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Connectivity in undirected graph can be easily identified using Disjoint Union Set (Union Find). Is there any way to check connectivity in a directed graph efficiently other than doing Depth First search or Breadth First Search? Is there any data structure that solves this problem efficiently.

For Example :

a -> b -> c
e -> b -> c

hasPath(a, c) => true
hasPath(e, c) => true
hasPath(e, a) => false
hasPath(c, a) => false
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  • $\begingroup$ How much preprocessing time is allowed? With $O(n^2)$ preprocessing you can answer queries in $O(1)$ time. $\endgroup$ Commented Sep 5, 2021 at 11:03
  • $\begingroup$ preprocessing is fine as long as the the memory does not exceed O(n). O(n) or O(n log n) time is preferred. $\endgroup$ Commented Sep 5, 2021 at 11:18
  • $\begingroup$ What is the problem with BFS\DFS? $\endgroup$
    – nir shahar
    Commented Sep 5, 2021 at 11:20
  • $\begingroup$ @nirshahar Consider a graph with million nodes. For multiple queries each query consumes O(n) time which is costly. $\endgroup$ Commented Sep 5, 2021 at 11:22
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    $\begingroup$ @VeeraKumar Could you please edit your question and mention your requirements as discussed in the comment section above. $\endgroup$ Commented Sep 5, 2021 at 19:36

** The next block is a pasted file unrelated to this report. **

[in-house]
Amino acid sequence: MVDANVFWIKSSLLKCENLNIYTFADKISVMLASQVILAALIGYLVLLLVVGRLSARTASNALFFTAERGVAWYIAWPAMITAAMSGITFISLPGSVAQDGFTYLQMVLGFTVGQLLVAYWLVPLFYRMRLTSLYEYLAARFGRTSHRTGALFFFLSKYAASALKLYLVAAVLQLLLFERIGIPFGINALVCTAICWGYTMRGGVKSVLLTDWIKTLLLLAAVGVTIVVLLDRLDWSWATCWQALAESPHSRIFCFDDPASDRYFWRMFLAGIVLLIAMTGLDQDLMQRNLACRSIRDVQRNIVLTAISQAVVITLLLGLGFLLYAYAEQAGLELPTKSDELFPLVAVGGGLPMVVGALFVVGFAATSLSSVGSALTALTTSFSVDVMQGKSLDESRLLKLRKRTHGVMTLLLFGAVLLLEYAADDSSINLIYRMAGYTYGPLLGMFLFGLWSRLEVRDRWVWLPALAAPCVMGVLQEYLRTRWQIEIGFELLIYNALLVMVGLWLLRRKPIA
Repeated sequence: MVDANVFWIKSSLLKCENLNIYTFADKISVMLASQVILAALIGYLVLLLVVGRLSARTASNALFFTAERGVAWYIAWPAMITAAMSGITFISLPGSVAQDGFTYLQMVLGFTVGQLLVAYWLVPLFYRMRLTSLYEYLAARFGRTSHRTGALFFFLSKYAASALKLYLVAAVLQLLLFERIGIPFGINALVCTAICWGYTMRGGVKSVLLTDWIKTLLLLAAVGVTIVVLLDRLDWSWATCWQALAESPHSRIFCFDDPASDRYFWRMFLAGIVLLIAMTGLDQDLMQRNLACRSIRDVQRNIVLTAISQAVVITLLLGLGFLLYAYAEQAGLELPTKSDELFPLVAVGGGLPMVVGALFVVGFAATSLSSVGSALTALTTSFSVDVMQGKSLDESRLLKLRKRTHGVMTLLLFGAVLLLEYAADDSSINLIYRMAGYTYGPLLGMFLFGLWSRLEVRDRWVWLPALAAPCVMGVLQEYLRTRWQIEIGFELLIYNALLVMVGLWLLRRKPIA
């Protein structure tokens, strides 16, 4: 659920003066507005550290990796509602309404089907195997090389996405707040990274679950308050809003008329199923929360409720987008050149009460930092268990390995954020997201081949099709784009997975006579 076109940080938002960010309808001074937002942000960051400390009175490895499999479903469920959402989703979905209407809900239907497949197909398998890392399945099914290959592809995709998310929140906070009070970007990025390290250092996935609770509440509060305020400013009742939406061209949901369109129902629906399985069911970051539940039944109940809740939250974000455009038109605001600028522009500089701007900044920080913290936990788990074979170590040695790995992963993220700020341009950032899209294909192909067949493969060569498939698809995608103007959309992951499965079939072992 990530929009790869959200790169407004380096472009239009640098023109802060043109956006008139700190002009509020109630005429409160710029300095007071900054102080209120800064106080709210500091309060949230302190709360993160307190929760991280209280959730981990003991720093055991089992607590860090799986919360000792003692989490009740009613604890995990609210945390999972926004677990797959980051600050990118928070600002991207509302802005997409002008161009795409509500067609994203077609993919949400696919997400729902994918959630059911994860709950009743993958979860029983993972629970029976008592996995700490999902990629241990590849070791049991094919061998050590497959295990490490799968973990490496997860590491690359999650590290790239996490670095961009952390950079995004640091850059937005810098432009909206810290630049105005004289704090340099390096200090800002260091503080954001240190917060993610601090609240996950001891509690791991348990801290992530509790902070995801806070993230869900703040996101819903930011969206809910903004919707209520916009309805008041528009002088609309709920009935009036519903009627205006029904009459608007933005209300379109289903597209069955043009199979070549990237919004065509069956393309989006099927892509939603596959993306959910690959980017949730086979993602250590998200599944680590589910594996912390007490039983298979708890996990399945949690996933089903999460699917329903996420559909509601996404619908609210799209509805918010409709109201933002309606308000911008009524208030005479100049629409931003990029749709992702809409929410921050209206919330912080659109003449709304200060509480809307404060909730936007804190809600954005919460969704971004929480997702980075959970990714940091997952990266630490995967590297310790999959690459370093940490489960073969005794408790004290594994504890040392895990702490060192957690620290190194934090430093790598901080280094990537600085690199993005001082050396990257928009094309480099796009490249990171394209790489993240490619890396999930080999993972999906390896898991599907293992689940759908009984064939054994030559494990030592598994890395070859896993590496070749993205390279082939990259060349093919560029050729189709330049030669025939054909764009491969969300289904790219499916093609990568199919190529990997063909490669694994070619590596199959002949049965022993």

1 Answer 1

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The problem that you stated is known as the Graph Reachability Query problem. You may want to check this paper: An Efficient Algorithm for Answering Graph Reachability Queries, and the references therein.

The paper discusses the previously known results as well as optimizes both on the space complexity and the query complexity. The algorithm takes $O(n^2 + bn \cdot \sqrt{b})$ pre-processing time and $O(bn)$ space, where $b$ is the width of the graph, defined as the size of the largest subset $U$ of $V$ such that for every pair of nodes $u, v \in U$, there does not exist a path from $u$ to $v$ or from $v$ to $u$. The query complexity of the algorithm is $O(\log b)$.

Note that the value of $b$ could actually be $\Theta(|V|)$, for example, take a star graph on $n$ vertices. Therefore, the algorithm might be more useful for dense graphs, for which $b$ is usually small.

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